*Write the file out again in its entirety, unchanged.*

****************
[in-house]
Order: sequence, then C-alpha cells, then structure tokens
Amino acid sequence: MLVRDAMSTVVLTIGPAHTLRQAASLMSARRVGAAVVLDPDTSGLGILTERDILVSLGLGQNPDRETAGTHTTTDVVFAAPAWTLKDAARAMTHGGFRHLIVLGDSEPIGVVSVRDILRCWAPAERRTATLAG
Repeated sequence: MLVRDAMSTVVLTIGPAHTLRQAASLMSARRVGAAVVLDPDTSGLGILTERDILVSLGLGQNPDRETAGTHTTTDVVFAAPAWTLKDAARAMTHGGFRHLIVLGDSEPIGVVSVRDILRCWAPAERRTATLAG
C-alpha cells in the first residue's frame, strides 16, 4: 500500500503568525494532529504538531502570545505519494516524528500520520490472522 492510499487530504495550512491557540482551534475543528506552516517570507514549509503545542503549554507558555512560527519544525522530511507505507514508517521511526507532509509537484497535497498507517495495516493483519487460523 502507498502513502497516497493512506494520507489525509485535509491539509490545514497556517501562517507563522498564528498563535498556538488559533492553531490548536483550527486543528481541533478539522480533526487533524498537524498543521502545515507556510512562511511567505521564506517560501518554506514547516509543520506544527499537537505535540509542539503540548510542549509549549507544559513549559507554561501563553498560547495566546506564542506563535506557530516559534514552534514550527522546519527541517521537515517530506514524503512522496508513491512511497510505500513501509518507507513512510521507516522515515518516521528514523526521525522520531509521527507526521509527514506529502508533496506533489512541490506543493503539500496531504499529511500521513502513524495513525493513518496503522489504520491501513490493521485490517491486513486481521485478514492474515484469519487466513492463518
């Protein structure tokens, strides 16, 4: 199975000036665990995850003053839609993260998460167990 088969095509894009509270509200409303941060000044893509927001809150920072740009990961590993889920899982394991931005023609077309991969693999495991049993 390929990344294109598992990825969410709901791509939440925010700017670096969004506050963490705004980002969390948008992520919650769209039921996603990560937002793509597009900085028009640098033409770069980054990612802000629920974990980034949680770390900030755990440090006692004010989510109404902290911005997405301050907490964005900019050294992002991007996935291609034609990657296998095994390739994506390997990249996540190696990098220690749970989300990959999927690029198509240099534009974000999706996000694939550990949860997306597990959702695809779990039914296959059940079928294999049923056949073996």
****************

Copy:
[in-house]
Order: sequence, then C-alpha cells, then structure tokens
Amino acid sequence: MLVRDAMSTVVLTIGPAHTLRQAASLMSARRVGAAVVLDPDTSGLGILTERDILVSLGLGQNPDRETAGTHTTTDVVFAAPAWTLKDAARAMTHGGFRHLIVLGDSEPIGVVSVRDILRCWAPAERRTATLAG
Repeated sequence: MLVRDAMSTVVLTIGPAHTLRQAASLMSARRVGAAVVLDPDTSGLGILTERDILVSLGLGQNPDRETAGTHTTTDVVFAAPAWTLKDAARAMTHGGFRHLIVLGDSEPIGVVSVRDILRCWAPAERRTATLAG
C-alpha cells in the first residue's frame, strides 16, 4: 500500500503568525494532529504538531502570545505519494516524528500520520490472522 492510499487530504495550512491557540482551534475543528506552516517570507514549509503545542503549554507558555512560527519544525522530511507505507514508517521511526507532509509537484497535497498507517495495516493483519487460523 502507498502513502497516497493512506494520507489525509485535509491539509490545514497556517501562517507563522498564528498563535498556538488559533492553531490548536483550527486543528481541533478539522480533526487533524498537524498543521502545515507556510512562511511567505521564506517560501518554506514547516509543520506544527499537537505535540509542539503540548510542549509549549507544559513549559507554561501563553498560547495566546506564542506563535506557530516559534514552534514550527522546519527541517521537515517530506514524503512522496508513491512511497510505500513501509518507507513512510521507516522515515518516521528514523526521525522520531509521527507526521509527514506529502508533496506533489512541490506543493503539500496531504499529511500521513502513524495513525493513518496503522489504520491501513490493521485490517491486513486481521485478514492474515484469519487466513492463518
């Protein structure tokens, strides 16, 4: 199975000036665990995850003053839609993260998460167990 088969095509894009509270509200409303941060000044893509927001809150920072740009990961590993889920899982394991931005023609077309991969693999495991049993 390929990344294109598992990825969410709901791509939440925010700017670096969004506050963490705004980002969390948008992520919650769209039921996603990560937002793509597009900085028009640098033409770069980054990612802000629920974990980034949680770390900030755990440090006692004010989510109404902290911005997405301050907490964005900019050294992002991007996935291609034609990657296998095994390739994506390997990249996540190696990098220690749970989300990959999927690029198509240099534009974000999706996000694939550990949860997306597990959702695809779990039914296959059940079928294999049923056949073996």